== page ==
“Religious freedom was a founding principle of our republic…We now have unelected agencies of the government bullying the citizenry on a daily basis, even in our most private decisions.”, Susan Bryan, Hendersonville, N.C.
Supreme Court’s Conscience Exception on Abortifacients
Religious freedom was a founding principle of our republic; these three women somehow believe that access to free contraceptives trumps that constitutional right of religious liberty.
Regarding your editorial on the Supreme Court’s Burwell v. Hobby Lobby decision “Religious Liberty Affirmed” (July 1): Nancy Pelosi, Patty Murray and Ruth Bader Ginsburg should all take a step back and rethink their positions on this decision. Religious freedom was a founding principle of our republic; these three women somehow believe that access to free contraceptives trumps that constitutional right of religious liberty. My husband and I provided our own birth control for decades and never considered that we had a “constitutional right” that required an employer or the government to provide it for us. We now have unelected agencies of the government bullying the citizenry on a daily basis, even in our most private decisions.
By the way, I’m surprised we haven’t seen men lining up for their free contraceptive devices under ObamaCare’s birth-control mandate or is this exclusively a women’s prerogative? Is this the start of the “war on men”?
In the U.S., only one class of prescription drugs must be covered by insurers without a copay or deductible. Only one favored group of insureds uses these medications: women. For any other drugs, every insured person must pay a deductible or copay. Isn’t this a “disparate impact,” treating one group differently than another? Where is Eric Holder when we need him? If there is a “war on women,” they seem to be winning it big time.
At the University of Notre Dame in 2009 President Obama promised a “sensible conscience clause” for ObamaCare, yet the White House inserted a mandate crafted by Planned Parenthood to cover abortifacients two years after the health law passed. Hundreds of thousands of citizens, including every Catholic bishop in the U.S., demanded the mandate be rescinded, but to no avail. The Blunt amendment (supported by three Senate Democrats) later tried to restore the two-century conscience protection but failed.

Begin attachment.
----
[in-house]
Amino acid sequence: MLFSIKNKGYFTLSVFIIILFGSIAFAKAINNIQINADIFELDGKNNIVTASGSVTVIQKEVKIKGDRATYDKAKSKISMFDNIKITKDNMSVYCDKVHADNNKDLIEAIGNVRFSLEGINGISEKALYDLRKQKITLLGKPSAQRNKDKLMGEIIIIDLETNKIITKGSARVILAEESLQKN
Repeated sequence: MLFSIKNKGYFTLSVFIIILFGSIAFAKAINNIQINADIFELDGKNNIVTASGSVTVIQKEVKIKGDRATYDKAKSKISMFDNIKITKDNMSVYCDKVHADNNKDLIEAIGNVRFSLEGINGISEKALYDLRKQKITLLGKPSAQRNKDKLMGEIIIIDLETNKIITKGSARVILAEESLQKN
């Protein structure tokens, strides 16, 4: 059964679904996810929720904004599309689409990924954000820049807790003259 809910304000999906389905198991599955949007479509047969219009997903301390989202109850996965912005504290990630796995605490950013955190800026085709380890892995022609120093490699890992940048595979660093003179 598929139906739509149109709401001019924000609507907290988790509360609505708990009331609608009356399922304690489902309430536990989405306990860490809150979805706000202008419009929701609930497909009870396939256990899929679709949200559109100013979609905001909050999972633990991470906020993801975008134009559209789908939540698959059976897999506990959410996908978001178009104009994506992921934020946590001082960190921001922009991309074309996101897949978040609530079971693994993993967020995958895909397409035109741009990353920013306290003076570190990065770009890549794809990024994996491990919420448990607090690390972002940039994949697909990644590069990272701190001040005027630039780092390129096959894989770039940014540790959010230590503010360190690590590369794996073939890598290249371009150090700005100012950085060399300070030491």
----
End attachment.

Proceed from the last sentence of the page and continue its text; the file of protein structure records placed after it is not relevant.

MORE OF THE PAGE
I think it is important to first ask ourselves if we understand the ruling. The fact is it really had nothing to do with contraception but rather with upholding the Religious Freedom Restoration Act (signed into law by President Clinton in ’93). It is also important to note that there are 20 contraceptives offered under the Affordable Care Act, and out of the 20 there were only four that Hobby Lobby objected to because they can cause the abortion of fertilized embryos. So the employees of Hobby Lobby still have 16 contraceptives to choose from.
Glen Ellyn, Ill.
Employers do not belong in the health-care business. Let employers give employees the amount paid on their behalf for health insurance, and let employees choose their own plans. This is possible now that the Affordable Care Act eliminated the pre-existing conditions barrier. Whether individuals want thir insurance to cover birth control and abortion will be between them and their insurance company—as it should be. Eliminating the massive tax breaks associated with the existing system will be an added bonus.
What has corrupted the debate over this issue is that we have abandoned the principle of individual responsibility and have transformed the idea of medical insurance into a concept of free medical care.
Stanley Spatz, M.D.